The Lakers have already made history. They actually have a chance to do it again.
Somewhere in the same sphere of improbability that goes with blowing a 24-point lead in an NBA Finals loss, the Lakers will try to win the Finals after trailing, three games to one.
It has never been done since the Finals debuted in 1947, which speaks to the magnitude of their task, in case it wasn’t already clear.
They managed to practice Saturday, one more step than they could take when they all gloomily assembled Friday, though it remained to be seen how they would look in Game 5 tonight against Boston at Staples Center.
They spoke positively, insisting the shock of Game 4 and the stagnation a day later had dried up and blown away. The final score tonight will be the best judge.
“I borrowed Phil [Jackson]'s peace pipe. We had a big ‘Kumbaya’ meeting,” Kobe Bryant said jokingly. “No, everybody’s fine. Everybody is in the same mood that I am. Everybody’s ready to go. We’re excited about the opportunity.”
“If we start the season in training camp and you come to me and say, ‘We’re going to give you three cracks to win the championship,’ I’m going to take that,” Bryant said. “So I’m excited about this. Look at it as college basketball. It’s March Madness. It’s the Elite Eight now.”
Carrying the metaphor further, the Final Four would be held in Boston even if the Lakers won tonight, but they’re looking at things one bracket at a time.
They are saying privately that the Celtics’ injuries might give them a crack at extending the series to Boston.
Two starters -- center Kendrick Perkins and point guard Rajon Rondo -- could not finish Game 4, leading Celtics Coach Doc Rivers to grimly say Saturday that, “We’re not in great physical shape, there’s no doubt about that.”
Perkins left early in the third quarter of Game 4 because of a strained left shoulder after colliding with Lamar Odom. He has a 50% chance of playing tonight, “at best,” Rivers said.
Rondo had 16 assists in Game 2 but hasn’t been the same since suffering a bone bruise in his left ankle in Game 3. He is expected to play tonight, though backup guard Eddie House should stand by for more extended playing time.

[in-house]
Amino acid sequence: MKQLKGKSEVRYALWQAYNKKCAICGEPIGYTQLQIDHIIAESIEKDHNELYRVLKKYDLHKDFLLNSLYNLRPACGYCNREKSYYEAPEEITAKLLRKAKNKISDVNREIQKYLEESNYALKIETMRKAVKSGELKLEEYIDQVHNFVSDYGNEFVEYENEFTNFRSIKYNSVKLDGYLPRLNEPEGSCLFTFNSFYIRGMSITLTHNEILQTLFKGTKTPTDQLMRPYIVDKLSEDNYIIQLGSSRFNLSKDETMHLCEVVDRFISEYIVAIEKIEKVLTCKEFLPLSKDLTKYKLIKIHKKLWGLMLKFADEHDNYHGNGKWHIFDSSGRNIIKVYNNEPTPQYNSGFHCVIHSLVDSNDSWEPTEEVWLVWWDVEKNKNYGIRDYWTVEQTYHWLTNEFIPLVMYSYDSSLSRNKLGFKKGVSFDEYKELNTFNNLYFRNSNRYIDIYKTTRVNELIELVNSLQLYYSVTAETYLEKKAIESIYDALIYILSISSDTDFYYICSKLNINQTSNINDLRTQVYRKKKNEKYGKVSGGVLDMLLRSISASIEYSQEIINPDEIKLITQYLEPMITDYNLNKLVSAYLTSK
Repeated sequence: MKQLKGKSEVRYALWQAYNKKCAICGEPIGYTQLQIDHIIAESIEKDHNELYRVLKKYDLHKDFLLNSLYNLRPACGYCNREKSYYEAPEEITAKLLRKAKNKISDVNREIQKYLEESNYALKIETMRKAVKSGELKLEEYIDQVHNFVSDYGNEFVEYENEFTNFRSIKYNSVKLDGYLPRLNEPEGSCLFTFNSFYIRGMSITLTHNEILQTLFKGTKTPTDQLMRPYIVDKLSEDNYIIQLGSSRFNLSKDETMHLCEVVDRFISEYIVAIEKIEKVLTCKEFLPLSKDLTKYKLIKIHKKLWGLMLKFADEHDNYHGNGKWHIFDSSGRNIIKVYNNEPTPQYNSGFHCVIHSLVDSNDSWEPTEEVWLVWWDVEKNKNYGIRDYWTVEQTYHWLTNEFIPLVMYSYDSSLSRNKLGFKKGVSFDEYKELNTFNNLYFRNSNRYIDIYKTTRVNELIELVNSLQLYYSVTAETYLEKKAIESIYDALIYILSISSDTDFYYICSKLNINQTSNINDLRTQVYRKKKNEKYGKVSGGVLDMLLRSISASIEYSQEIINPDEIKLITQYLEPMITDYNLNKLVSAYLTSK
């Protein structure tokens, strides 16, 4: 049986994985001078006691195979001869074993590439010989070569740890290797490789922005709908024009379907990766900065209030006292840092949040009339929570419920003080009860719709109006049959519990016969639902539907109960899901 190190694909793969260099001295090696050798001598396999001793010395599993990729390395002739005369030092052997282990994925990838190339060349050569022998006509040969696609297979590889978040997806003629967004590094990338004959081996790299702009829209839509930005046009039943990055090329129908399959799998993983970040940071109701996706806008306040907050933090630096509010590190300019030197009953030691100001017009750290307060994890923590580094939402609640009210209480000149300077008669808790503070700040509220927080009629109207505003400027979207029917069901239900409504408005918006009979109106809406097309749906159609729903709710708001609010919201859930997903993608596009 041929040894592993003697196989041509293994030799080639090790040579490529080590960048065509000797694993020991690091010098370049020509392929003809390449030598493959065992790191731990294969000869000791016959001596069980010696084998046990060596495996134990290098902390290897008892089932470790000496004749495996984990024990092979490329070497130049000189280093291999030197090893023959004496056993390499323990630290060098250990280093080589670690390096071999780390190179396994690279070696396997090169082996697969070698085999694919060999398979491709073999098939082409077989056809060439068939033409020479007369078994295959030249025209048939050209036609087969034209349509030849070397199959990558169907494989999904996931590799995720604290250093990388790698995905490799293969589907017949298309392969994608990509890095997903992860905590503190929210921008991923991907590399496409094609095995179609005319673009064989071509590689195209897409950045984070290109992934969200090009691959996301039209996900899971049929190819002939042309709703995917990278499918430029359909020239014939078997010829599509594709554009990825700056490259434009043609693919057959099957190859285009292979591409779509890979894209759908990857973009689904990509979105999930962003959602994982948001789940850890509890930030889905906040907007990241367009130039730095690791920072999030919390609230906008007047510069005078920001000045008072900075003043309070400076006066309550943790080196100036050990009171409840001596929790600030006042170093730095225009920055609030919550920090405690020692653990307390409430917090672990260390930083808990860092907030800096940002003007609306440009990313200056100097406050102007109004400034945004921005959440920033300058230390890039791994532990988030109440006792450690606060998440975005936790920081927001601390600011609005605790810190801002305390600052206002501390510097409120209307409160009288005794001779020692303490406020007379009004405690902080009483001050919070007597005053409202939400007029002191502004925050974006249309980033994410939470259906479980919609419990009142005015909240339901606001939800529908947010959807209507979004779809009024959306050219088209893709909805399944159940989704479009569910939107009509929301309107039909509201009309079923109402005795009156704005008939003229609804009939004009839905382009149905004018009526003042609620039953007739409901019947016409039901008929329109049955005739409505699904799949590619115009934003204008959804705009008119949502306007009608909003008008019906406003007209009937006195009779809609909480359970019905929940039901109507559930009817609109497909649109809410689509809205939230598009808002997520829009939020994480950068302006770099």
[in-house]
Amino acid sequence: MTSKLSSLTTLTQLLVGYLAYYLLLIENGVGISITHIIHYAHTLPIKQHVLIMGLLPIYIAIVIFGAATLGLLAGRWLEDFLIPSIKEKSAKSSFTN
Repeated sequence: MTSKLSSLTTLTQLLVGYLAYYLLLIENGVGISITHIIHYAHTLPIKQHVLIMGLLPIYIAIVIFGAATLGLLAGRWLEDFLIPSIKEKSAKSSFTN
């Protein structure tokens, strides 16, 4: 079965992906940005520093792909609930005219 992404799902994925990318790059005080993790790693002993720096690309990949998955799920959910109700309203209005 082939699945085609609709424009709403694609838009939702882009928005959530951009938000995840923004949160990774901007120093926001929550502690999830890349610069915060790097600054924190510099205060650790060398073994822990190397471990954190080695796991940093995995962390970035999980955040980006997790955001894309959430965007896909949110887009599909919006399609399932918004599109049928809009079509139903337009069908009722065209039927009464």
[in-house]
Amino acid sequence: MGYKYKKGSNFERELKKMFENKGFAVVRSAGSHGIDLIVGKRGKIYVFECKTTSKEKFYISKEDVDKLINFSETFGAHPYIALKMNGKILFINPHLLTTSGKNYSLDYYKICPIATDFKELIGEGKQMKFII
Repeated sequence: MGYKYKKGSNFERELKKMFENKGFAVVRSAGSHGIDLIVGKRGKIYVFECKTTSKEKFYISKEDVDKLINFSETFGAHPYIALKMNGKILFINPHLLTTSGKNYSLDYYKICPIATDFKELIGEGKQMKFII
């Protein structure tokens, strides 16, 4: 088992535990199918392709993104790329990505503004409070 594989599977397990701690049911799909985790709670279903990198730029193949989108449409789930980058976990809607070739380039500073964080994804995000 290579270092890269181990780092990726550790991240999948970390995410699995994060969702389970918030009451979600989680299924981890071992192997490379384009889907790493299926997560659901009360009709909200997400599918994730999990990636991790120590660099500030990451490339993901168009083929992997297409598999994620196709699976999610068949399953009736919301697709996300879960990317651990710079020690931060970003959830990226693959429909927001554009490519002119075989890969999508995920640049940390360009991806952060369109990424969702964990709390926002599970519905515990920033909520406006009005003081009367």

It almost goes without saying that the Celtics did just fine without Perkins and Rondo playing major roles in their Game 4 comeback, the biggest in the Finals since Elias Sports Bureau became the league’s official stat-keeper in 1970-71.
The media weren’t giving the Lakers much of a chance after Saturday’s practice.
Derek Fisher was asked so many big-picture questions about the Lakers’ future that he started laughing.
“Wow. Sounds like everybody is getting their ‘what happens when we lose’ stories together, huh?” Fisher said.
If the Lakers play Game 5 the way they did the second half of Game 4, reporters can start writing those stories now.
Odom disappeared after a strong first half. Bryant made only six of 19 shots and finished with 17 points, his fewest in the playoffs. Sasha Vujacic plummeted from 20 points in Game 3 to three points in Game 4.
Small wonder that the Lakers scattered quickly after Jackson canceled practice Friday morning, each coping with the loss in their own way.
Bryant, for his part, went home and read several chapters of a Harry Potter book to his daughters.
“He had more problems dealing with Voldemort than what we have dealing with the media and the Celtics,” Bryant said.
A victory tonight keeps open the other window of history the Lakers can claim if they somehow win the series. It certainly won’t be easy.
“We haven’t said those words,” Jackson said. “But we’ve said we have to do it the hard way.”
(BEGIN TEXT OF INFOBOX)
Boston leads best-of-seven series, 3-1 (2-3-2 format)
All games 6 p.m Pacific, Ch. 7
LAKERS VS. BOSTON
Game 1: at Boston 98, Lakers 88
Game 2: at Boston 108, Lakers 102
Game 3: at Lakers 87, Boston 81
Game 4: Boston 97, at Lakers 91
Game 5: Today at Staples Center
Game 6: Tuesday at Boston*
Game 7: Thursday at Boston*
* if necessary